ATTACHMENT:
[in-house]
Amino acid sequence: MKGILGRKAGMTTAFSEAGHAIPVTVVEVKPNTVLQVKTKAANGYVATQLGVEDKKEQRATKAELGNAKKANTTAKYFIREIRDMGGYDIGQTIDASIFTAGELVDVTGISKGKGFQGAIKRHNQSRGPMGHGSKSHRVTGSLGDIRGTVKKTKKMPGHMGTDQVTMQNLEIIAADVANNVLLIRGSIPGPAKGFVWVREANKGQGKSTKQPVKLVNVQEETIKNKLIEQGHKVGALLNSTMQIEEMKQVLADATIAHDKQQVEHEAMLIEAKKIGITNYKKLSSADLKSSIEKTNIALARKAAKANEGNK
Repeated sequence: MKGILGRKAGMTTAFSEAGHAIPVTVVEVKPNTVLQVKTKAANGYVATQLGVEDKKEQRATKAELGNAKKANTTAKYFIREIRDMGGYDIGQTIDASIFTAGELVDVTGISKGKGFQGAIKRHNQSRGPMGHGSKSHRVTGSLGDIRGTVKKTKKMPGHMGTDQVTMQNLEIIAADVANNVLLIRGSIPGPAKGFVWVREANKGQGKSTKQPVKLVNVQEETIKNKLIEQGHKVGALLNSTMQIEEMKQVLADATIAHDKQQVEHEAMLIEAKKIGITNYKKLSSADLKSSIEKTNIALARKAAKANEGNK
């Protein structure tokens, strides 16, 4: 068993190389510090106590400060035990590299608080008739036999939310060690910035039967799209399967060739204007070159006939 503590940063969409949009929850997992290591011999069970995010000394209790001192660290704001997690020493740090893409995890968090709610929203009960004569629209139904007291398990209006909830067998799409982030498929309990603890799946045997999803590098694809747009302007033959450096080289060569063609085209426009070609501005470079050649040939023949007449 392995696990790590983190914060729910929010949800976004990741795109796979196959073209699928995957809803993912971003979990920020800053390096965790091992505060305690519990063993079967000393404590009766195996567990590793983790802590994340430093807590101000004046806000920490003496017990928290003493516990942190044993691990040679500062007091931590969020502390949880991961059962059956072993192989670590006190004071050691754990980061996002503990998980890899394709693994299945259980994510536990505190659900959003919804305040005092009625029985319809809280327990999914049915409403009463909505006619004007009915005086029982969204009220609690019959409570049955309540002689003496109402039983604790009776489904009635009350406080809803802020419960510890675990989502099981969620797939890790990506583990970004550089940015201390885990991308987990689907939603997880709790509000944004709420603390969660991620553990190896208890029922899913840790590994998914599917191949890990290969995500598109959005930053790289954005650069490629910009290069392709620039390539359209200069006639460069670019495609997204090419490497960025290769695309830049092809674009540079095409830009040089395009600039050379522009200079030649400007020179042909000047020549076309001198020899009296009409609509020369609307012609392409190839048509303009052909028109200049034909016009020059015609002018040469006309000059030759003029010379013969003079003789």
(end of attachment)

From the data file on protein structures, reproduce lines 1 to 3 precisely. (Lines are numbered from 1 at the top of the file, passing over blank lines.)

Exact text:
[in-house]
Amino acid sequence: MKGILGRKAGMTTAFSEAGHAIPVTVVEVKPNTVLQVKTKAANGYVATQLGVEDKKEQRATKAELGNAKKANTTAKYFIREIRDMGGYDIGQTIDASIFTAGELVDVTGISKGKGFQGAIKRHNQSRGPMGHGSKSHRVTGSLGDIRGTVKKTKKMPGHMGTDQVTMQNLEIIAADVANNVLLIRGSIPGPAKGFVWVREANKGQGKSTKQPVKLVNVQEETIKNKLIEQGHKVGALLNSTMQIEEMKQVLADATIAHDKQQVEHEAMLIEAKKIGITNYKKLSSADLKSSIEKTNIALARKAAKANEGNK
Repeated sequence: MKGILGRKAGMTTAFSEAGHAIPVTVVEVKPNTVLQVKTKAANGYVATQLGVEDKKEQRATKAELGNAKKANTTAKYFIREIRDMGGYDIGQTIDASIFTAGELVDVTGISKGKGFQGAIKRHNQSRGPMGHGSKSHRVTGSLGDIRGTVKKTKKMPGHMGTDQVTMQNLEIIAADVANNVLLIRGSIPGPAKGFVWVREANKGQGKSTKQPVKLVNVQEETIKNKLIEQGHKVGALLNSTMQIEEMKQVLADATIAHDKQQVEHEAMLIEAKKIGITNYKKLSSADLKSSIEKTNIALARKAAKANEGNK